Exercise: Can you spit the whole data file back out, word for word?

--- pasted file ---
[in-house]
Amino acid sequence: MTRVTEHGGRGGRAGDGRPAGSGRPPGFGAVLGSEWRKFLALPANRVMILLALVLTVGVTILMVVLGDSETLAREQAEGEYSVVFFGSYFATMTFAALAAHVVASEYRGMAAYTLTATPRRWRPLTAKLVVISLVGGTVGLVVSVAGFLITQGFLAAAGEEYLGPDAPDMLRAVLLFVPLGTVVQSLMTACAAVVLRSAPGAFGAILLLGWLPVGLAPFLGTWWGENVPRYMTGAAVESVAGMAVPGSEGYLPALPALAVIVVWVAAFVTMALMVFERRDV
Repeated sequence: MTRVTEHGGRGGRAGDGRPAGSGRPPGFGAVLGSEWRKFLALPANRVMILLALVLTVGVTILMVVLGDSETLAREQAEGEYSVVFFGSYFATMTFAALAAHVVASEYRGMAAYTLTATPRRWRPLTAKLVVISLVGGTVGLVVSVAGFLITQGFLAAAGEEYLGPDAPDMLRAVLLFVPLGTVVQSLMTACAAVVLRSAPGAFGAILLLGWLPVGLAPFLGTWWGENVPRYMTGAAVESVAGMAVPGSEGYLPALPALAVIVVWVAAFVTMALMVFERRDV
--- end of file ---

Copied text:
[in-house]
Amino acid sequence: MTRVTEHGGRGGRAGDGRPAGSGRPPGFGAVLGSEWRKFLALPANRVMILLALVLTVGVTILMVVLGDSETLAREQAEGEYSVVFFGSYFATMTFAALAAHVVASEYRGMAAYTLTATPRRWRPLTAKLVVISLVGGTVGLVVSVAGFLITQGFLAAAGEEYLGPDAPDMLRAVLLFVPLGTVVQSLMTACAAVVLRSAPGAFGAILLLGWLPVGLAPFLGTWWGENVPRYMTGAAVESVAGMAVPGSEGYLPALPALAVIVVWVAAFVTMALMVFERRDV
Repeated sequence: MTRVTEHGGRGGRAGDGRPAGSGRPPGFGAVLGSEWRKFLALPANRVMILLALVLTVGVTILMVVLGDSETLAREQAEGEYSVVFFGSYFATMTFAALAAHVVASEYRGMAAYTLTATPRRWRPLTAKLVVISLVGGTVGLVVSVAGFLITQGFLAAAGEEYLGPDAPDMLRAVLLFVPLGTVVQSLMTACAAVVLRSAPGAFGAILLLGWLPVGLAPFLGTWWGENVPRYMTGAAVESVAGMAVPGSEGYLPALPALAVIVVWVAAFVTMALMVFERRDV